To dab it out simply draw your line and then press one finger to the spot and lift up the finger. You can do it again with another finger to blend out that pool even more if needed.
The thing to remember is never dab with the same finger twice in a row or you may end up with a bigger smudge next to your line.
I prefer this method because it’s easier to me and doesn’t waste my already precious collection of useful post it notes.
Using Washi To Cover Mistakes
If you are a big washi tape user this is a great method for fixing mistakes or deciding to add extra flair to your journal. I typically don’t use washi tape and am planning on trying it out for the first time in my journal this year.
However, the washi tape to cover a mistake is a favorite among bullet journalers. I did find a neat trick to doing and actually getting your mistake covered completely.
In this first picture you see that I have a flowered washi tape with a dark pink washi tape as an accent. We will start to pull away at this washi tape.
Now you see I have two pieces of a pale pink washi tape covering the word hello.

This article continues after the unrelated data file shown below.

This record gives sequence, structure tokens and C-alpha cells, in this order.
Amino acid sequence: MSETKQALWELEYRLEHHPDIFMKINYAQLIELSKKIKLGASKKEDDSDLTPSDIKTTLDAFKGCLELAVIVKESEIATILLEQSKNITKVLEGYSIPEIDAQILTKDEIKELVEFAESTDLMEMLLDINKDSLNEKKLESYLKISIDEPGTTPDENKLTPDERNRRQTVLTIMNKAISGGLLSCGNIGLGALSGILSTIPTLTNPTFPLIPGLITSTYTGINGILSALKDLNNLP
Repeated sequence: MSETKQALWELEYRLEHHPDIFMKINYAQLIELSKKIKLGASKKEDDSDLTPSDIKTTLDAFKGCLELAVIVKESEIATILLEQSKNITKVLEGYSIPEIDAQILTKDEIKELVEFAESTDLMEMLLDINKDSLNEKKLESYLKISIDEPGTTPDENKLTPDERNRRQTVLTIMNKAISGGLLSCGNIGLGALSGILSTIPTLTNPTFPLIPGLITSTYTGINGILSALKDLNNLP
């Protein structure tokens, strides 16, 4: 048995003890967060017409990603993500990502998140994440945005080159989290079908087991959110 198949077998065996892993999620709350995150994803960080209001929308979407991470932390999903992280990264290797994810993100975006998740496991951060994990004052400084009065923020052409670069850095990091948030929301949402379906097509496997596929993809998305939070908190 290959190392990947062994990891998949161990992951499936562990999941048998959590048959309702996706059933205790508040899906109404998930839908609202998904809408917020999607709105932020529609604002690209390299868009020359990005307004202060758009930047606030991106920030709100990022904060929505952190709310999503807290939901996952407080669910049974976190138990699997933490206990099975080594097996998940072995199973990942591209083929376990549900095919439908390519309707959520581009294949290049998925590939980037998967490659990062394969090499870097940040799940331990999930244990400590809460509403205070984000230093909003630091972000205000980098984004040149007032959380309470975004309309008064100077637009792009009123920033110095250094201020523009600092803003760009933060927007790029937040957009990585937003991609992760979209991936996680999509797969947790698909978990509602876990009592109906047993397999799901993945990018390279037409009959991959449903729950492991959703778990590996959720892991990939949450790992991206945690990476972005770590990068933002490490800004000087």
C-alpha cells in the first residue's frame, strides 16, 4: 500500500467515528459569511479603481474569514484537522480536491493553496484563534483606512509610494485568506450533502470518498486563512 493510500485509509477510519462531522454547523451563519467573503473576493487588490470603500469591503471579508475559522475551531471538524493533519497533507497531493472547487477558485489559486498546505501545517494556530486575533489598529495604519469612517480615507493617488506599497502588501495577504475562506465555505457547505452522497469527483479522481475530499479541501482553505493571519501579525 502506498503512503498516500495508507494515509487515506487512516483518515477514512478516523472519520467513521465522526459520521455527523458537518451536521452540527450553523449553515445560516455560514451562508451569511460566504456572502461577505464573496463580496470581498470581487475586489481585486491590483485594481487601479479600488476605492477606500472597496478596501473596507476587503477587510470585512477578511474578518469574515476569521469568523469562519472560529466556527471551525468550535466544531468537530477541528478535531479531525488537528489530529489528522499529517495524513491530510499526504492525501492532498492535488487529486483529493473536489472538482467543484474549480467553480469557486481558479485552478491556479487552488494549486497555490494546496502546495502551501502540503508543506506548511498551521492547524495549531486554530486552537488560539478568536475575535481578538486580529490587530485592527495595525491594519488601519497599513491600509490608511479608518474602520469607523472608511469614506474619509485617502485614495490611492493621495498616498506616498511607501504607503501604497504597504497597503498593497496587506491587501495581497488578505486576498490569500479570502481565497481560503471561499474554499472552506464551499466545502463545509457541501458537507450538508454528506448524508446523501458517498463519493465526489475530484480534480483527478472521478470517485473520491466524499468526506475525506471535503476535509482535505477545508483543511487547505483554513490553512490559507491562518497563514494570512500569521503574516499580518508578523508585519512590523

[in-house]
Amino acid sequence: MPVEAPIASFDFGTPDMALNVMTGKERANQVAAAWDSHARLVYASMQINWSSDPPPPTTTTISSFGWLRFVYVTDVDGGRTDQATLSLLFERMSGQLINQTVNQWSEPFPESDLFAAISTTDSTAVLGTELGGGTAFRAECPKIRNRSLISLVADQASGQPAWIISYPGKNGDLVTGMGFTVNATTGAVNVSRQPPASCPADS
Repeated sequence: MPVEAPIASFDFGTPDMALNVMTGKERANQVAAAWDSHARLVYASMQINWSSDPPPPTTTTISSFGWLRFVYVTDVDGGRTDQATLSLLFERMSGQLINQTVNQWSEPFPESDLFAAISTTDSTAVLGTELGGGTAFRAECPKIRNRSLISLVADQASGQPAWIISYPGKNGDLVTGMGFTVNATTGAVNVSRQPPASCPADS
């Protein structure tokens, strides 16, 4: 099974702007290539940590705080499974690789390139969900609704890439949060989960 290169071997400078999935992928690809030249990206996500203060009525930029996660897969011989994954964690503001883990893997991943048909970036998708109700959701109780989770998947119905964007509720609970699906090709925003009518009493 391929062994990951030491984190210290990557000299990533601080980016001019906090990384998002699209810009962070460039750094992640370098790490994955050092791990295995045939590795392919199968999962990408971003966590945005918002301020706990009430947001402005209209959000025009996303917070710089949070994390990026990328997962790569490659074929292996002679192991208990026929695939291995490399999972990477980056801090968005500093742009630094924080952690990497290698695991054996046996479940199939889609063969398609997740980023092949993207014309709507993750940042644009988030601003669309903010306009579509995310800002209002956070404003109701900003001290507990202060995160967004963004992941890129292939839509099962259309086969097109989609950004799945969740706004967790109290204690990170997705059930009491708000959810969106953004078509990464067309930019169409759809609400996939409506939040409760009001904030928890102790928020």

By adding the pale pink washi tape before the patterned washi tape I am washing out the word and providing a solid background for the patterned pink washi tape. Adding that third layer of a darker pink draws attention away from anything behind the other washi tape.
It’s a great way to add a bit of flair to your journal while covering up a mistake you just don’t want to see. This is by far the easiest and least time consuming way to fix a mistake.
There is no waiting for gel ink to dry, there is no artistic flare or extra drawing that needs to take place either. It’s just cover and go.
Fixing Mistakes In A Bullet Journal
We all want our bullet journals to be perfect but when you are dealing with hand lettering, art, and art supplies it’s actually pretty rare for a bullet journal to remain perfect. It’s ok though. With these easy fixes you’ll be able to at least make the mistakes less glaring.
What are some of the ways you fix mistakes in your bullet journal? Let me know in the comments below. Follow me on Pinterest for more like this and pin this to your favorite bullet journal boards.Related Posts:
- An Honest Review Micron Fineliner Pens
- An Honest Review Scribbles That Matter Bullet Journal
- An Honest Review Mildliner Highlighters
- An Honest Review Tombow Dual Tip Brush Pens